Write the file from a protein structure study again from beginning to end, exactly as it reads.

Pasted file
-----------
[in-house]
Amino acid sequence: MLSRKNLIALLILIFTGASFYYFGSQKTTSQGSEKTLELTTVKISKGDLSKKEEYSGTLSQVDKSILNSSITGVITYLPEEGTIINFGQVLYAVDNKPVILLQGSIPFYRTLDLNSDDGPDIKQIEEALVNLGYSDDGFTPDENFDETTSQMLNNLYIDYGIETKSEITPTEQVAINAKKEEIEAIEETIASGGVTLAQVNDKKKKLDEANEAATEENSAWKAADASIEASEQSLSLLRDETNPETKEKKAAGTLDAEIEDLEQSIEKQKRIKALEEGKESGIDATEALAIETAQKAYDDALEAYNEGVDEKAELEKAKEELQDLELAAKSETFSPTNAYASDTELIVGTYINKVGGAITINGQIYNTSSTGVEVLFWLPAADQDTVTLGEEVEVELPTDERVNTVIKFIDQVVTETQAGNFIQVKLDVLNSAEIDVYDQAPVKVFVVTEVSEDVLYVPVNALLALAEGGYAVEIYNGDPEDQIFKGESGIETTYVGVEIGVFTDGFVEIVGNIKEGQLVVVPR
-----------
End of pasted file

[in-house]
Amino acid sequence: MLSRKNLIALLILIFTGASFYYFGSQKTTSQGSEKTLELTTVKISKGDLSKKEEYSGTLSQVDKSILNSSITGVITYLPEEGTIINFGQVLYAVDNKPVILLQGSIPFYRTLDLNSDDGPDIKQIEEALVNLGYSDDGFTPDENFDETTSQMLNNLYIDYGIETKSEITPTEQVAINAKKEEIEAIEETIASGGVTLAQVNDKKKKLDEANEAATEENSAWKAADASIEASEQSLSLLRDETNPETKEKKAAGTLDAEIEDLEQSIEKQKRIKALEEGKESGIDATEALAIETAQKAYDDALEAYNEGVDEKAELEKAKEELQDLELAAKSETFSPTNAYASDTELIVGTYINKVGGAITINGQIYNTSSTGVEVLFWLPAADQDTVTLGEEVEVELPTDERVNTVIKFIDQVVTETQAGNFIQVKLDVLNSAEIDVYDQAPVKVFVVTEVSEDVLYVPVNALLALAEGGYAVEIYNGDPEDQIFKGESGIETTYVGVEIGVFTDGFVEIVGNIKEGQLVVVPR